Victoria  is the southernmost of the eastern mainland states of Australia. The state is roughly triangular in shape. New South Wales lies to the north / north-east, with the Murray River forming most of the boundary between the two states. South Australia lies to the west and the southern coast forms the other side of the triangle. Melbourne, the state capital and largest city, is nestled on Port Phillip Bay in the centre of the southern coast.
Cities and Towns
Standard time is 10 hours ahead of GMT and summer time (from the first Sunday of October to the first Sunday of April) is 11 hours ahead.
Victoria has good cross border road connections into its neighbouring states. The main routes from the north are the Princes Highway following the coast and entering the state near Genoa, the Hume Highway from Sydney entering the state at Wodonga, the Newell Highway entering the state near Shepparton and being the main route from Brisbane, and the Sturt and Silver City Highways entering at Mildura. From the west, the Princes Highway is again the coastal route, and the Western Highway the more direct route.
Melbourne is the main entry point to Victoria by air and has direct flights to all Australian capital cities, and many international destinations. It is serviced by two main airports. Tullamarine is the main airport, facilitating both domestic and international travellers and is situated approximately 24 kilometres north-west of the city centre. Avalon is the other major airport and is located approximately 57 kilometres south-west of the centre and 23 kilometres north-east of Geelong, Victoria's second largest city. Avalon is domestic only and caters exclusively for the budget airlines. Both airports are serviced via bus. Tullamarine is notoriously expensive for car parking, especially short-term.
Melbourne has an integrated bus, tram and train network, described at the Metlink website.
Touring Victoria by car is a straightforward and practical way of seeing the state. Distances between towns tend not to be as great as in other states, and it is unusual to drive for more than a short while without passing through a small town unless in the Victorian Alps or in far north-western Victoria.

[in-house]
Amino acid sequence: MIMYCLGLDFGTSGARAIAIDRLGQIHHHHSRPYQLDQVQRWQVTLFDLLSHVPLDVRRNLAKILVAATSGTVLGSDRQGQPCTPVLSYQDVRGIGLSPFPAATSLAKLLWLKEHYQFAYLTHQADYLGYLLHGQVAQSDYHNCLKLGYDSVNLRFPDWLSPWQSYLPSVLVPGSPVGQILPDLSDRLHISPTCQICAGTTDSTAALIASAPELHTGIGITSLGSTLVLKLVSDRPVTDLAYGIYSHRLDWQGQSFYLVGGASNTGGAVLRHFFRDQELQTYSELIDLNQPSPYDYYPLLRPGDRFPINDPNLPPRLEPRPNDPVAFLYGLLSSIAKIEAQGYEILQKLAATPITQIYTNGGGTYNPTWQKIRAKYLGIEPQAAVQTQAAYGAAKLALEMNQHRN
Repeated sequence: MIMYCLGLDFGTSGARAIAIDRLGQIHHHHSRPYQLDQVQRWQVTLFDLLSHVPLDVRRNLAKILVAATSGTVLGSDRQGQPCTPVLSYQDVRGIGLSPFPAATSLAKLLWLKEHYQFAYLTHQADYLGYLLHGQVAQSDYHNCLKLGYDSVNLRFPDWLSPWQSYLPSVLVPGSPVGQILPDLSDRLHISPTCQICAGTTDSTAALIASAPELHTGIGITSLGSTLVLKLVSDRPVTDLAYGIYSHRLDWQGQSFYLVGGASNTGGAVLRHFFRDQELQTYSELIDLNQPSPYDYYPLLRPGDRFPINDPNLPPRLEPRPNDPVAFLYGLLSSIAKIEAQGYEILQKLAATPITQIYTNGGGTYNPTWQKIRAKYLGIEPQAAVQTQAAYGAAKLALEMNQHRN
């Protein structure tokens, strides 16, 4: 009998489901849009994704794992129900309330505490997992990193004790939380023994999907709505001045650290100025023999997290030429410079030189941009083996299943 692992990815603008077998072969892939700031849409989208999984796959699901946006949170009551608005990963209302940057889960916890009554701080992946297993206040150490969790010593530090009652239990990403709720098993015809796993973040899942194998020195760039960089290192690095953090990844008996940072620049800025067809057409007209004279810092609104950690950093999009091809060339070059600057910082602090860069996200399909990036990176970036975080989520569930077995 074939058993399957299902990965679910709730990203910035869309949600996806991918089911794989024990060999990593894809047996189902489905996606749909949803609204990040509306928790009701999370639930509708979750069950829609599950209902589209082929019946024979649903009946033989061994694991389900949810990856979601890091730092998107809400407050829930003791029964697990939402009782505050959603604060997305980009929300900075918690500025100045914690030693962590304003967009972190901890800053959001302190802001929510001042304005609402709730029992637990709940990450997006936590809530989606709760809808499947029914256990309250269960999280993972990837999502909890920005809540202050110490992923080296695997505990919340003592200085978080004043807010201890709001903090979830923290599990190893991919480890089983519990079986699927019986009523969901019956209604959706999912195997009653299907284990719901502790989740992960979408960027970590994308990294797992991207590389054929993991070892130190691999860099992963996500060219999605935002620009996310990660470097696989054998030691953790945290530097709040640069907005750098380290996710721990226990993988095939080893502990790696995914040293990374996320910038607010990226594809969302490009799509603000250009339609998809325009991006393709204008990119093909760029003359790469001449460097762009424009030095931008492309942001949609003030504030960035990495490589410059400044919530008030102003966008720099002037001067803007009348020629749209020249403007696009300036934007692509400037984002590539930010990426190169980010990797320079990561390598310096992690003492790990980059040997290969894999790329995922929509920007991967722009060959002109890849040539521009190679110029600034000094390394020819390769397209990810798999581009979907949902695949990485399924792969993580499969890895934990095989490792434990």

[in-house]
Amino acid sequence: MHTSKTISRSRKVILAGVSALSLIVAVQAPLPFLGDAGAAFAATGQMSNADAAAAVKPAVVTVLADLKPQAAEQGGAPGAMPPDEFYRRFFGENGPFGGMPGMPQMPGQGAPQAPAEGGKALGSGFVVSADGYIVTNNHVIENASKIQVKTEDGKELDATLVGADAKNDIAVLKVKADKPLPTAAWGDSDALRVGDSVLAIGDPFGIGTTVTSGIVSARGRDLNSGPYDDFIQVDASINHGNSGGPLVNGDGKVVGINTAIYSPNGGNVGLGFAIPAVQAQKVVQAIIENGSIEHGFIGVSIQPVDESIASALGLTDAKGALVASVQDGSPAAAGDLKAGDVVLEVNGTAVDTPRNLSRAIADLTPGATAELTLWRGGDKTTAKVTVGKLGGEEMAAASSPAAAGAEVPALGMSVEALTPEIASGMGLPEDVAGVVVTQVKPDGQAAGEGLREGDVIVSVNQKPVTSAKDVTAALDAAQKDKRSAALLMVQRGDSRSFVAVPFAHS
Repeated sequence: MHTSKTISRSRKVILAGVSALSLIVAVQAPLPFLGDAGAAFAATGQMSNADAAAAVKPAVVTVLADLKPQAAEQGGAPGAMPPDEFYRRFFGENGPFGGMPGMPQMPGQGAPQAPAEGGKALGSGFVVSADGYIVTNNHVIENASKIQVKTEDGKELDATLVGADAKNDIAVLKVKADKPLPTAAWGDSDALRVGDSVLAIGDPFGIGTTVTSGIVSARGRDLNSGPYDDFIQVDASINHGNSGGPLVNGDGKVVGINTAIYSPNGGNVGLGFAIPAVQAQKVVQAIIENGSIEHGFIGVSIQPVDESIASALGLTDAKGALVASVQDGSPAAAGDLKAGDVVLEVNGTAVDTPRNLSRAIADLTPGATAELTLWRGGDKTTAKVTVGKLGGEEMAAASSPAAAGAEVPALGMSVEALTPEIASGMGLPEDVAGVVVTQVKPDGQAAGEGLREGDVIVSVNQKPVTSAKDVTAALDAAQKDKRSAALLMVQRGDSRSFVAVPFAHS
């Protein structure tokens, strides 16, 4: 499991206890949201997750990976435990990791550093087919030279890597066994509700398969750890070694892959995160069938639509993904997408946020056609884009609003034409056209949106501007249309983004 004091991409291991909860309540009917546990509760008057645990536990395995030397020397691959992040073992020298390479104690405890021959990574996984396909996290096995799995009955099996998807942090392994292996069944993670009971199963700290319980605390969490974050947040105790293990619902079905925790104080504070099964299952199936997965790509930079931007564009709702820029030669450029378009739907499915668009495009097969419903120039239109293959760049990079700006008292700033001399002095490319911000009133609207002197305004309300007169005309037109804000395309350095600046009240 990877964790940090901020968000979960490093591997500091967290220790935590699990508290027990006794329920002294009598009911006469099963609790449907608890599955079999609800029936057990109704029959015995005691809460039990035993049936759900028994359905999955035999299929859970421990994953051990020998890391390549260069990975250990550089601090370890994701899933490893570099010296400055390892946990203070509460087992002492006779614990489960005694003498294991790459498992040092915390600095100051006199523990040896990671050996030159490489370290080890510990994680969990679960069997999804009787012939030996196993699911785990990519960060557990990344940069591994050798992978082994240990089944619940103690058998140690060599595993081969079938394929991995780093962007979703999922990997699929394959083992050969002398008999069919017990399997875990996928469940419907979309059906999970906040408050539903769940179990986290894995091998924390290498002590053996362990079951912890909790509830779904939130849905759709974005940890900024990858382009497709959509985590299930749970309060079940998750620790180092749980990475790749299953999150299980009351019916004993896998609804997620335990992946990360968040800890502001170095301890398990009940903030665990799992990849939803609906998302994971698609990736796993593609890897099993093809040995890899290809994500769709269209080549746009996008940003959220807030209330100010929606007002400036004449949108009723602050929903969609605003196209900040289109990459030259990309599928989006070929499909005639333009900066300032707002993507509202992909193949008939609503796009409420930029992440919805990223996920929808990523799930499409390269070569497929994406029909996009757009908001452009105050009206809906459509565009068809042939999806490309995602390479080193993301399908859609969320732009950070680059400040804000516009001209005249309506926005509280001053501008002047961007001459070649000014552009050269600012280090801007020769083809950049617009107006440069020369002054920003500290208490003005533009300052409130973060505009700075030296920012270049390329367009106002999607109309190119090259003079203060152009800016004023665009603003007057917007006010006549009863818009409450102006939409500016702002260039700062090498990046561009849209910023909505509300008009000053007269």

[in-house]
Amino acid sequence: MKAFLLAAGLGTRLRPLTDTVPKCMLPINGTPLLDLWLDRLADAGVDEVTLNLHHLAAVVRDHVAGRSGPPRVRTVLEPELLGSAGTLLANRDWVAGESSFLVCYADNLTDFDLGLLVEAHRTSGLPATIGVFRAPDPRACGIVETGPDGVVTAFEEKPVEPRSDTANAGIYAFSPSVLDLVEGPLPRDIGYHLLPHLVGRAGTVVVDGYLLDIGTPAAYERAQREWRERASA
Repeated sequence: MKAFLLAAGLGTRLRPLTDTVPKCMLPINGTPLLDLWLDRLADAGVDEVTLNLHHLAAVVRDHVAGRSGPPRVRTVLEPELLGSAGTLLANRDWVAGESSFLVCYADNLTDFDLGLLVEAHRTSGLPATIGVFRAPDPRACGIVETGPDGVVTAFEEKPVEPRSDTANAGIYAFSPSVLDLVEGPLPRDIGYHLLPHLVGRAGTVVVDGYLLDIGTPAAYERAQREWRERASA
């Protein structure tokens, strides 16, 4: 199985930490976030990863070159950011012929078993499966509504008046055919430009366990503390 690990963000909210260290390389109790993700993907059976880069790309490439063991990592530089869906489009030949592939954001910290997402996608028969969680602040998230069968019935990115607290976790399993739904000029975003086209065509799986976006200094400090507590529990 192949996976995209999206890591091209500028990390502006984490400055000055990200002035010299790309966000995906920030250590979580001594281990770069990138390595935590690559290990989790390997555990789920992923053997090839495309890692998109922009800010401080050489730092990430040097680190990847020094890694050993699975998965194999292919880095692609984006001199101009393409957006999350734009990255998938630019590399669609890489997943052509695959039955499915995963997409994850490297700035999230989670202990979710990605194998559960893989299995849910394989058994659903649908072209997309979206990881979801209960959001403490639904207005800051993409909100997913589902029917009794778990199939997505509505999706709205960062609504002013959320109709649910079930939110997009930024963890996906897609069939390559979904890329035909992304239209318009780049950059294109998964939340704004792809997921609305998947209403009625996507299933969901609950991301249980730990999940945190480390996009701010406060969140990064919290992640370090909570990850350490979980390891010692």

Victoria has the most developed road network of any state of Australia, and most towns are accessible without using dirt of gravel roads. Roads are indicated as motorways, A, B or C roads, but in general there is no need to avoid a C road if it clearly provides the quickest trip to where you want to go.
Victoria has the most comprehensive rail passenger service in Australia. The state's passenger rail service, V/Line provides rail services within the state. Connecting V/Line coach (i.e. bus) services extend to some towns that passenger trains no longer service.
V/Line train services operate in five regions:
Many services outside of those between Melbourne and the main centres of Geelong, Ballarat, Bendigo, Seymour and Traralgon can be very infrequent, sometimes running only a few times a day.
The train service to Adelaide, The Overland, now accepts travellers to destinations within Victoria. This enables travellers to go by rail to towns in western Victoria beyond Ararat such as Stawell, Nhill and Dimboola.
Travellers can also take the CountryLink XPT train to Sydney twice a day.
Outside of the rail corridors V/Line runs coach services to some towns. These often extend from train stations in towns with rail services.
Many other larger towns have local bus services servicing their suburbs or outlying towns. See the local guides.
Victoria has a number of rail trails, some of which can be reached by towns which have rail services. Bus coaches will sometimes take bikes if space is available in their storage areas.